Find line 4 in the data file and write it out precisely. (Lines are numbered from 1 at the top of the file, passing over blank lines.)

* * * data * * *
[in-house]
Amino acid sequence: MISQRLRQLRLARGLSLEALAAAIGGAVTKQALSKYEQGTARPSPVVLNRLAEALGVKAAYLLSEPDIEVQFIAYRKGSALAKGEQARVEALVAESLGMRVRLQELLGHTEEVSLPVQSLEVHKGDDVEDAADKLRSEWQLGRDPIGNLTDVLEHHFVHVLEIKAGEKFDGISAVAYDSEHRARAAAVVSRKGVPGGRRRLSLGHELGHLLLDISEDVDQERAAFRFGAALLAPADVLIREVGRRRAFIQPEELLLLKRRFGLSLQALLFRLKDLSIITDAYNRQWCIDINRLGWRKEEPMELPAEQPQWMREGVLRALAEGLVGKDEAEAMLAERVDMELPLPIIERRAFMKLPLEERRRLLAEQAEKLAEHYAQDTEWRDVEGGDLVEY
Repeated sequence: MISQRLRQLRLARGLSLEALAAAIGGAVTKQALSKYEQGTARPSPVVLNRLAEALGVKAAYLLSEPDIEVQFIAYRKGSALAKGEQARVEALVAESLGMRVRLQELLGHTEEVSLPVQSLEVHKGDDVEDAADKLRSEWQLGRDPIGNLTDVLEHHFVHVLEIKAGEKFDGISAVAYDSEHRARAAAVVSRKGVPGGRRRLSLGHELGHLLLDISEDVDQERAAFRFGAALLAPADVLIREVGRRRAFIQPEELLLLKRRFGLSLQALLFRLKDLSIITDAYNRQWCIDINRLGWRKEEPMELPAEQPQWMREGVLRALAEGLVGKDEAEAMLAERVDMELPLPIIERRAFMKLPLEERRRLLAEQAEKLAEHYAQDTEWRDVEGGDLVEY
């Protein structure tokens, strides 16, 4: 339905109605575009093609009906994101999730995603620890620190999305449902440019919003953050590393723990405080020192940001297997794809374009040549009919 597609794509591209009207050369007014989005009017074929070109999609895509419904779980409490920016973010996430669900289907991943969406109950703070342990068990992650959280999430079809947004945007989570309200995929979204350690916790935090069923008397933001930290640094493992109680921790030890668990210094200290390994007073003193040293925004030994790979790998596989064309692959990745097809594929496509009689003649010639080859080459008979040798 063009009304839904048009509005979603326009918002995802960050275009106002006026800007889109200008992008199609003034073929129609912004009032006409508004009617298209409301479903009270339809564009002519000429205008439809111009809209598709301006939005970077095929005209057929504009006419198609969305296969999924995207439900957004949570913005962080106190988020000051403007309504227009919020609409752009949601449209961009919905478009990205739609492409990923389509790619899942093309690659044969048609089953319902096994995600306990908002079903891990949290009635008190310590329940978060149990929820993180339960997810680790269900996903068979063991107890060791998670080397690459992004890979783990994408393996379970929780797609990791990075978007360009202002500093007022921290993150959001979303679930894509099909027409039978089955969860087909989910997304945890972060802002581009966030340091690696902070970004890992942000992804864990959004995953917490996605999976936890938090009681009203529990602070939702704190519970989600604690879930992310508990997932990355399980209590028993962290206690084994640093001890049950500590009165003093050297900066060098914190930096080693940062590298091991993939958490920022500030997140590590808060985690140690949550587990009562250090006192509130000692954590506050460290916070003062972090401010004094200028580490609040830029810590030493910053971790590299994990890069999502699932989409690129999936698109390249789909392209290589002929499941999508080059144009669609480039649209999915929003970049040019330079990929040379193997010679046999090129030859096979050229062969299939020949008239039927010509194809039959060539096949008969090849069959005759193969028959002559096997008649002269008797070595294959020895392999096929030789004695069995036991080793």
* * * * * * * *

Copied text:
């Protein structure tokens, strides 16, 4: 339905109605575009093609009906994101999730995603620890620190999305449902440019919003953050590393723990405080020192940001297997794809374009040549009919 597609794509591209009207050369007014989005009017074929070109999609895509419904779980409490920016973010996430669900289907991943969406109950703070342990068990992650959280999430079809947004945007989570309200995929979204350690916790935090069923008397933001930290640094493992109680921790030890668990210094200290390994007073003193040293925004030994790979790998596989064309692959990745097809594929496509009689003649010639080859080459008979040798 063009009304839904048009509005979603326009918002995802960050275009106002006026800007889109200008992008199609003034073929129609912004009032006409508004009617298209409301479903009270339809564009002519000429205008439809111009809209598709301006939005970077095929005209057929504009006419198609969305296969999924995207439900957004949570913005962080106190988020000051403007309504227009919020609409752009949601449209961009919905478009990205739609492409990923389509790619899942093309690659044969048609089953319902096994995600306990908002079903891990949290009635008190310590329940978060149990929820993180339960997810680790269900996903068979063991107890060791998670080397690459992004890979783990994408393996379970929780797609990791990075978007360009202002500093007022921290993150959001979303679930894509099909027409039978089955969860087909989910997304945890972060802002581009966030340091690696902070970004890992942000992804864990959004995953917490996605999976936890938090009681009203529990602070939702704190519970989600604690879930992310508990997932990355399980209590028993962290206690084994640093001890049950500590009165003093050297900066060098914190930096080693940062590298091991993939958490920022500030997140590590808060985690140690949550587990009562250090006192509130000692954590506050460290916070003062972090401010004094200028580490609040830029810590030493910053971790590299994990890069999502699932989409690129999936698109390249789909392209290589002929499941999508080059144009669609480039649209999915929003970049040019330079990929040379193997010679046999090129030859096979050229062969299939020949008239039927010509194809039959060539096949008969090849069959005759193969028959002559096997008649002269008797070595294959020895392999096929030789004695069995036991080793």